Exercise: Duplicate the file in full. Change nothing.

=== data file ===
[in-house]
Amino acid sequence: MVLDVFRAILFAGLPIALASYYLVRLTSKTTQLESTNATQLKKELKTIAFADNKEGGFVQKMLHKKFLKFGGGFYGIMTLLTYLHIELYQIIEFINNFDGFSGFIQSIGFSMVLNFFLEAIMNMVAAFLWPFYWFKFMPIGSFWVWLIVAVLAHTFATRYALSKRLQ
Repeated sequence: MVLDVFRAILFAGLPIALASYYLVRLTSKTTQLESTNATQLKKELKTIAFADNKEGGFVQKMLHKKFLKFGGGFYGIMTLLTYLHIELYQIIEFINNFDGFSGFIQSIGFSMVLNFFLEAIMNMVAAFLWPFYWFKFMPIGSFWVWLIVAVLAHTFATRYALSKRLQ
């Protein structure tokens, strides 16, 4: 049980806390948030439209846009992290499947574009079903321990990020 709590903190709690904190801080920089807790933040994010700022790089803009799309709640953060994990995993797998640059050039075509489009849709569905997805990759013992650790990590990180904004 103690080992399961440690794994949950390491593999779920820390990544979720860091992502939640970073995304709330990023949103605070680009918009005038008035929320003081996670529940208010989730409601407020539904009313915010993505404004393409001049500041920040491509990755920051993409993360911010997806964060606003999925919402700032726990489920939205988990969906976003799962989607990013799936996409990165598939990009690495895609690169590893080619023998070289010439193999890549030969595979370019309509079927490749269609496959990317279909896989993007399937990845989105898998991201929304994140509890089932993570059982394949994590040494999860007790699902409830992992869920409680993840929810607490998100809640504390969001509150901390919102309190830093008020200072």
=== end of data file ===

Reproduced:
[in-house]
Amino acid sequence: MVLDVFRAILFAGLPIALASYYLVRLTSKTTQLESTNATQLKKELKTIAFADNKEGGFVQKMLHKKFLKFGGGFYGIMTLLTYLHIELYQIIEFINNFDGFSGFIQSIGFSMVLNFFLEAIMNMVAAFLWPFYWFKFMPIGSFWVWLIVAVLAHTFATRYALSKRLQ
Repeated sequence: MVLDVFRAILFAGLPIALASYYLVRLTSKTTQLESTNATQLKKELKTIAFADNKEGGFVQKMLHKKFLKFGGGFYGIMTLLTYLHIELYQIIEFINNFDGFSGFIQSIGFSMVLNFFLEAIMNMVAAFLWPFYWFKFMPIGSFWVWLIVAVLAHTFATRYALSKRLQ
């Protein structure tokens, strides 16, 4: 049980806390948030439209846009992290499947574009079903321990990020 709590903190709690904190801080920089807790933040994010700022790089803009799309709640953060994990995993797998640059050039075509489009849709569905997805990759013992650790990590990180904004 103690080992399961440690794994949950390491593999779920820390990544979720860091992502939640970073995304709330990023949103605070680009918009005038008035929320003081996670529940208010989730409601407020539904009313915010993505404004393409001049500041920040491509990755920051993409993360911010997806964060606003999925919402700032726990489920939205988990969906976003799962989607990013799936996409990165598939990009690495895609690169590893080619023998070289010439193999890549030969595979370019309509079927490749269609496959990317279909896989993007399937990845989105898998991201929304994140509890089932993570059982394949994590040494999860007790699902409830992992869920409680993840929810607490998100809640504390969001509150901390919102309190830093008020200072």